One of the most valuable lessons of my professional life was first delivered to me in my high school improv class: Always Say Yes. If you've ever taken an improv class -- or read the chapter in Tina Fey's memoir that talks about her application of "Always Say Yes" into her own work life -- then you know that this rule is designed to keep an improv scene going. Actors are not allowed to say "no" to their scene-mates, or the entire scene dies. As Fey says, "The fun is always on the other side of a yes."
I was reminded of this lesson from my long-ago improv class right out of college, when I worked for someone who routinely demanded the impossible. Very quickly, I realized that as long as I greeted his every new proposal with a "yes," then work moved forward relatively peacefully.
Of course, that didn't mean that his every proposal worked. In fact, many, many times, it fell flat. And eventually, I learned how to avoid his crazier demands by saying "yes"...and then telling him exactly what needed to happen in order to accomplish his request.
To this day, I say "yes" to almost every unreasonable demand that crosses my desk -- not out of a misguided sense of people-pleasing, or a secret masochistic streak. But because I know saying "yes" is the quickest way to get to the fun, to the part of a project where the words are flowing, the creativity is happening and things are getting done.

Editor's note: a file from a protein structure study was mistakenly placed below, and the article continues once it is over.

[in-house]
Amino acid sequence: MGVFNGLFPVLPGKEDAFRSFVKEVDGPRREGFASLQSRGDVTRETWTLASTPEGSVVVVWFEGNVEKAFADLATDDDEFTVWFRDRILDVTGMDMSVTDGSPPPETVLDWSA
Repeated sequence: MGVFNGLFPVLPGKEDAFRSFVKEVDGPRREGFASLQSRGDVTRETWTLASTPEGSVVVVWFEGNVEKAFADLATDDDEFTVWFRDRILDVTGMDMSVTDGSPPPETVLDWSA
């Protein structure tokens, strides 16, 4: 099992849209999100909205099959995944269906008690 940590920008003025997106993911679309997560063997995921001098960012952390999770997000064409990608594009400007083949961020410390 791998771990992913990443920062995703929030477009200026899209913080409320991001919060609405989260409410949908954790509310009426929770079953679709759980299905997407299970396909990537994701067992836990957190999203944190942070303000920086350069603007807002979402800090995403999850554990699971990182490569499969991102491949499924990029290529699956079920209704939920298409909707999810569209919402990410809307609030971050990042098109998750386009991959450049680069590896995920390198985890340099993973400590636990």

I am always taken aback when I work with someone who tells me "no." How can you ever get to the good stuff if you refuse to even try?
Sure, it might not work. I've pitched many an idea that did not work -- either because they were under-developed, or because I didn't understand something crucial about the project, or because they just ultimately weren't doable.
But those failed efforts almost always led me to successes. And, perhaps more importantly, they taught me to take a joy in my work that I could never have found if I'd let myself say "no."